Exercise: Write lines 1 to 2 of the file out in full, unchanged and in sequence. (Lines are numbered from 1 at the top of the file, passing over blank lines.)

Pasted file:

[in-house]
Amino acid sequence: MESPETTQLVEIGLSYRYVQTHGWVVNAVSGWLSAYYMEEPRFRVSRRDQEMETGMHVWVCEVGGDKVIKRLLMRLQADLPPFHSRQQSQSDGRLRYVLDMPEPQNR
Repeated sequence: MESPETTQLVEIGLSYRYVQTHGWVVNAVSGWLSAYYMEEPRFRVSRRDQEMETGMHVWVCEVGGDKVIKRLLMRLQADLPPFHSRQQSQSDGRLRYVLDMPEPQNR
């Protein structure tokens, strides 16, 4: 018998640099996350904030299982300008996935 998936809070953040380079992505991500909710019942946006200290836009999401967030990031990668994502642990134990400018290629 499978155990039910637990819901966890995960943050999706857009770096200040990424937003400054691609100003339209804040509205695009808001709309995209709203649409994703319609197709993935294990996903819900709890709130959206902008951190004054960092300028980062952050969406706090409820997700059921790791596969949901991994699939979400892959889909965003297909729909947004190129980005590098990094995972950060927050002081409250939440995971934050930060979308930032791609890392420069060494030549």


[in-house]
Amino acid sequence: MESPETTQLVEIGLSYRYVQTHGWVVNAVSGWLSAYYMEEPRFRVSRRDQEMETGMHVWVCEVGGDKVIKRLLMRLQADLPPFHSRQQSQSDGRLRYVLDMPEPQNR